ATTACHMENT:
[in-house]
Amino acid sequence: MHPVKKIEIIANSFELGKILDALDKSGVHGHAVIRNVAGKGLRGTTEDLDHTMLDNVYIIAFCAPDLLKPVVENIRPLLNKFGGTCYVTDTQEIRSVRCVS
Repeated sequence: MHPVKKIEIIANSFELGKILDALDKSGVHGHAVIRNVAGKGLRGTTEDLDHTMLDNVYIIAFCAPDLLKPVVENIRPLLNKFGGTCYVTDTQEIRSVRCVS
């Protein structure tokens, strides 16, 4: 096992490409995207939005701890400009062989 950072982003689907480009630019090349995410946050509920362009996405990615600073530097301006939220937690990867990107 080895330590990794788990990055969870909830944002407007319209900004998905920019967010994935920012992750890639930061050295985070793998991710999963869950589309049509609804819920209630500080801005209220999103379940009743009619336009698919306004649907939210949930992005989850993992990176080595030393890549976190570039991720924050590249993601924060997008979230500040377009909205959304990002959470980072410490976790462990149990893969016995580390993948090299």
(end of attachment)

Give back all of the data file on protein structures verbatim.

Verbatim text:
[in-house]
Amino acid sequence: MHPVKKIEIIANSFELGKILDALDKSGVHGHAVIRNVAGKGLRGTTEDLDHTMLDNVYIIAFCAPDLLKPVVENIRPLLNKFGGTCYVTDTQEIRSVRCVS
Repeated sequence: MHPVKKIEIIANSFELGKILDALDKSGVHGHAVIRNVAGKGLRGTTEDLDHTMLDNVYIIAFCAPDLLKPVVENIRPLLNKFGGTCYVTDTQEIRSVRCVS
């Protein structure tokens, strides 16, 4: 096992490409995207939005701890400009062989 950072982003689907480009630019090349995410946050509920362009996405990615600073530097301006939220937690990867990107 080895330590990794788990990055969870909830944002407007319209900004998905920019967010994935920012992750890639930061050295985070793998991710999963869950589309049509609804819920209630500080801005209220999103379940009743009619336009698919306004649907939210949930992005989850993992990176080595030393890549976190570039991720924050590249993601924060997008979230500040377009909205959304990002959470980072410490976790462990149990893969016995580390993948090299």